Thanks to some creative thinking, compromises and sacrifices, the precious Yass Archives Collections seem to be well on their way to a permanent home.
In February 2023, when the archives collection and researchers had to vacate their home of 40 years, upstairs in the Yass Soldiers’ Memorial Hall, the future looked bleak. And it’s been quite a journey for the Yass & District Historical Society (YDHS) ever since.
As traumatic as it was at the time, homelessness was avoided with days to spare when the archives received permission to move into the vacant old Yass ambulance station. The catch? The lease could only be for one year, until June 2024. It was breathing space but where to then?
The Yass and District Museum, in the main street next to the Yass Visitors Information Centre, has housed exhibitions and artefacts since it was established in 1988 and served the town and district well. The YDHS owns this building. But it is just an unlined, uninsulated corrugated-iron shed attached behind what was a repurposed mechanics’ workshop. How could it be made to accommodate a working archives collection?
When all other options were considered, the idea of moving the archives into a space owned by the historical society, and from which they couldn’t be evicted and didn’t require unaffordable rent, began to make a lot of sense. How could this be achieved when the building was already fully occupied by the museum?
Despite being dear to the heart of YDHS members and the community, compromises within the museum space would need to be made. Careful de-accessioning of items and the removal of the exhibitions would make space for the archives collection.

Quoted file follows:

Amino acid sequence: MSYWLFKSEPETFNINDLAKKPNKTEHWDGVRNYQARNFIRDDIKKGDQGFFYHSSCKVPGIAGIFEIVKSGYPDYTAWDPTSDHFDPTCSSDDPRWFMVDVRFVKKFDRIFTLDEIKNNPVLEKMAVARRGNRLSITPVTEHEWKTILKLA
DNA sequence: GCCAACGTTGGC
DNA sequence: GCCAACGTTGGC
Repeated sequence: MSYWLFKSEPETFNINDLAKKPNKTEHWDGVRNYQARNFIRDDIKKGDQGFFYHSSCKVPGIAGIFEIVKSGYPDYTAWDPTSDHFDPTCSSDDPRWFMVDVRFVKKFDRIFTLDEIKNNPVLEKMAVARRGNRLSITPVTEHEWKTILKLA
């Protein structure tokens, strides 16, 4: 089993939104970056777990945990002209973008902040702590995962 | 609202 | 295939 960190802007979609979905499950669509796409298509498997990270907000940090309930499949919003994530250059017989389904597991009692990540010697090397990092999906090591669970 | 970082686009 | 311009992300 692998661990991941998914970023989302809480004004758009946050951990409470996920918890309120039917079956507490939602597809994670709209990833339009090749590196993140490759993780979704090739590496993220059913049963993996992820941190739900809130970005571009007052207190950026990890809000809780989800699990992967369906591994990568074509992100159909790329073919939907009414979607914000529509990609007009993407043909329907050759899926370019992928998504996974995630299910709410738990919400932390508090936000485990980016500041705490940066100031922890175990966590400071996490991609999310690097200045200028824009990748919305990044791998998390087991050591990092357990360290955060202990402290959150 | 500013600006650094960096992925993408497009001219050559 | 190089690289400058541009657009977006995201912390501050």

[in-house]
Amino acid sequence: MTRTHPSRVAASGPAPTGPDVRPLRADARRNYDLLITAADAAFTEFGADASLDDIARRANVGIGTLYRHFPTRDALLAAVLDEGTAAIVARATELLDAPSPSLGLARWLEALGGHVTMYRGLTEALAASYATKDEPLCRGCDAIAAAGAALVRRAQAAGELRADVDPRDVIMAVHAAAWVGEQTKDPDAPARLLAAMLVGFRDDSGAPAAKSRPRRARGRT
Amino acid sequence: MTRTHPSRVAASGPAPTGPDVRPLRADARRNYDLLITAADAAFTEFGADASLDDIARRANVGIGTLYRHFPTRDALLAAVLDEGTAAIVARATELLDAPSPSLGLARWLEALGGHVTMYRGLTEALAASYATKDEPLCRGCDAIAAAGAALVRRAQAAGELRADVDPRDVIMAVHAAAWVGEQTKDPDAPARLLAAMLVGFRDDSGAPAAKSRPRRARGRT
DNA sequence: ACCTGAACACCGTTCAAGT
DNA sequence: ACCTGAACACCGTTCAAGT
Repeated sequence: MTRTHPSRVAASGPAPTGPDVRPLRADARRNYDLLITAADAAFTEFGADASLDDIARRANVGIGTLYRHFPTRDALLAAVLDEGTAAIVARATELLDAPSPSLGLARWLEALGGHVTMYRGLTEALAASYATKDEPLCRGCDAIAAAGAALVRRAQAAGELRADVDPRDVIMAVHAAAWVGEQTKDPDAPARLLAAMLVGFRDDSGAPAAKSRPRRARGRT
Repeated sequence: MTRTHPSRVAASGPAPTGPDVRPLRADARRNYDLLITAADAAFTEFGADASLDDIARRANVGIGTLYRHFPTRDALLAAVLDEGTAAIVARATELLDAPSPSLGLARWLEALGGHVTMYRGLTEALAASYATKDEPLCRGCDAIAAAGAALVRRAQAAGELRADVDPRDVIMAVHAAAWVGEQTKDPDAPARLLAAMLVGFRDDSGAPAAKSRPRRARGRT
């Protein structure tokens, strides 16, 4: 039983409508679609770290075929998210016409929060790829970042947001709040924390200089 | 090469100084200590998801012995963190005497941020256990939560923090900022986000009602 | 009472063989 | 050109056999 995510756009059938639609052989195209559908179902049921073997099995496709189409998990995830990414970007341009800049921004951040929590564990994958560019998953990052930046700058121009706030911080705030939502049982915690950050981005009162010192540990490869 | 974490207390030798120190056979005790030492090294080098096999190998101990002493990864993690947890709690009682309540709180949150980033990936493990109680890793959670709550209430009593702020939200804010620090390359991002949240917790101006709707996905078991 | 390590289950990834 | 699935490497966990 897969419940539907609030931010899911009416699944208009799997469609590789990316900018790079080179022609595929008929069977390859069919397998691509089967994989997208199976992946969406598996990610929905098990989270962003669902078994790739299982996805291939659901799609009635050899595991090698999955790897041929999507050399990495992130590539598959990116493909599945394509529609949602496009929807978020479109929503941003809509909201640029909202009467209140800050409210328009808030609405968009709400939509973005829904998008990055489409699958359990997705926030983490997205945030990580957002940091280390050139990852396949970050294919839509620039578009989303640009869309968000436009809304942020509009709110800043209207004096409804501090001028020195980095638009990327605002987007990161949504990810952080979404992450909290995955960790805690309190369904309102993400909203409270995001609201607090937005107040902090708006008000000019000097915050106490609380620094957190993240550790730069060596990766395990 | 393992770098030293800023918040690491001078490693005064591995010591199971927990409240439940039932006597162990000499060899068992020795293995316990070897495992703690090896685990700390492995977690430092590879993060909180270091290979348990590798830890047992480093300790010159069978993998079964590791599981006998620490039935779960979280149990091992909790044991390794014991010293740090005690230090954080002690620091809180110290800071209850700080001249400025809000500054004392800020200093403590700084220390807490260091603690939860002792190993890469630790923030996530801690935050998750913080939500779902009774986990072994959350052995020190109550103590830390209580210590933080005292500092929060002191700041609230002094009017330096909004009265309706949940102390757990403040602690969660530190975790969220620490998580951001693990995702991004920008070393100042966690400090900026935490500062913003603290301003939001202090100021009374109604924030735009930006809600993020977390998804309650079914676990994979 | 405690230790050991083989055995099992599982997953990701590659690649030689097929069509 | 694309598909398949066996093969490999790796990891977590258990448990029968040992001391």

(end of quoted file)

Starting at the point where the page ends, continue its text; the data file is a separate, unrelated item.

“And that’s where we are at right now,” explained YDHS president Cheryl Mongan.
YDHS volunteers and community groups such as the local Antique Farm Machinery are working together to carefully store the most historically relevant pieces of the museum collection and clean and sort a fascinating selection of memorabilia and antiques that will go to auction on 18 November at 11 am at the museum in Cooma Street.
“This will be an auction not to be missed,” Cheryl said. ”We are expecting a lot of interest from serious collectors but there will also be plenty of scope for people wanting that interesting piece that they just fall in love with.”
After the auction, there is a lot of expensive work yet to be done to insulate and line the building to bring it up to the standard required to house such a precious collection and still provide display and storage areas for the museum collection.
“Time and money are short,” Cheryl said. “Once we receive the promised grant funding from the State Government, we will have a clear way forward that will ensure the records and artefacts belonging to the history of the Yass Valley are safe.
”Equally important is that the skilled team of volunteer archive researchers have a workspace in which they can continue to respond to the many requests that come to them from all over Australia and beyond.”
So, add Saturday, 18 November, to your social calendar. Whether you are just browsing for that must-have object, looking for a bargain or seriously seeking that special piece for your collection, it should be an interesting experience and a great day out.
“You can check out our progress on our Yass History Facebook page,” Cheryl added.
”And did I mention the barbecue on site for the auction?”